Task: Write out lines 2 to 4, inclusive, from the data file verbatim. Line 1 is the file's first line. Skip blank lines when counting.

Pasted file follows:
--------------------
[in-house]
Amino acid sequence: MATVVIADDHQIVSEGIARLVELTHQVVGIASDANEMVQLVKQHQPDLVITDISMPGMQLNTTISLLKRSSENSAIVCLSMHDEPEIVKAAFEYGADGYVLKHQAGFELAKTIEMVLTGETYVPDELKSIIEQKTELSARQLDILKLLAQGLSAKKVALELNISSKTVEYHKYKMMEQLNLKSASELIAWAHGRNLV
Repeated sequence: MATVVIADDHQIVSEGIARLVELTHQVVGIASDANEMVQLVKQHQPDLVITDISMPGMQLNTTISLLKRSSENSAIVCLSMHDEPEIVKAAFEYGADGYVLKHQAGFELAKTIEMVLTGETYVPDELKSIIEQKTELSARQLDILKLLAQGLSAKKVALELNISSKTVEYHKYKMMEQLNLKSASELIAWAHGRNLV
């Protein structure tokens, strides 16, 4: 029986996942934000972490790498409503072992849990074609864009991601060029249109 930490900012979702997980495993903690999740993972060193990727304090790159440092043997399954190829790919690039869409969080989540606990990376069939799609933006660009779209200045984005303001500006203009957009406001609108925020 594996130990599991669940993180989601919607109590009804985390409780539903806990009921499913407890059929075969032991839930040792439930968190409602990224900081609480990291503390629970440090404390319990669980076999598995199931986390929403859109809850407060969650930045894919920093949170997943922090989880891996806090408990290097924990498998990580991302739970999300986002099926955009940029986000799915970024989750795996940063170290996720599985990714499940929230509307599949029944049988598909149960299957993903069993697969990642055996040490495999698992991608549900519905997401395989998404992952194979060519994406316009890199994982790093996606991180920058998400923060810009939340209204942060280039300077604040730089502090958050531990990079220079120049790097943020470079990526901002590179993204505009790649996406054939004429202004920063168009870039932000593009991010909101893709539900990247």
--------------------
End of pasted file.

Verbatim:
Amino acid sequence: MATVVIADDHQIVSEGIARLVELTHQVVGIASDANEMVQLVKQHQPDLVITDISMPGMQLNTTISLLKRSSENSAIVCLSMHDEPEIVKAAFEYGADGYVLKHQAGFELAKTIEMVLTGETYVPDELKSIIEQKTELSARQLDILKLLAQGLSAKKVALELNISSKTVEYHKYKMMEQLNLKSASELIAWAHGRNLV
Repeated sequence: MATVVIADDHQIVSEGIARLVELTHQVVGIASDANEMVQLVKQHQPDLVITDISMPGMQLNTTISLLKRSSENSAIVCLSMHDEPEIVKAAFEYGADGYVLKHQAGFELAKTIEMVLTGETYVPDELKSIIEQKTELSARQLDILKLLAQGLSAKKVALELNISSKTVEYHKYKMMEQLNLKSASELIAWAHGRNLV
């Protein structure tokens, strides 16, 4: 029986996942934000972490790498409503072992849990074609864009991601060029249109 930490900012979702997980495993903690999740993972060193990727304090790159440092043997399954190829790919690039869409969080989540606990990376069939799609933006660009779209200045984005303001500006203009957009406001609108925020 594996130990599991669940993180989601919607109590009804985390409780539903806990009921499913407890059929075969032991839930040792439930968190409602990224900081609480990291503390629970440090404390319990669980076999598995199931986390929403859109809850407060969650930045894919920093949170997943922090989880891996806090408990290097924990498998990580991302739970999300986002099926955009940029986000799915970024989750795996940063170290996720599985990714499940929230509307599949029944049988598909149960299957993903069993697969990642055996040490495999698992991608549900519905997401395989998404992952194979060519994406316009890199994982790093996606991180920058998400923060810009939340209204942060280039300077604040730089502090958050531990990079220079120049790097943020470079990526901002590179993204505009790649996406054939004429202004920063168009870039932000593009991010909101893709539900990247």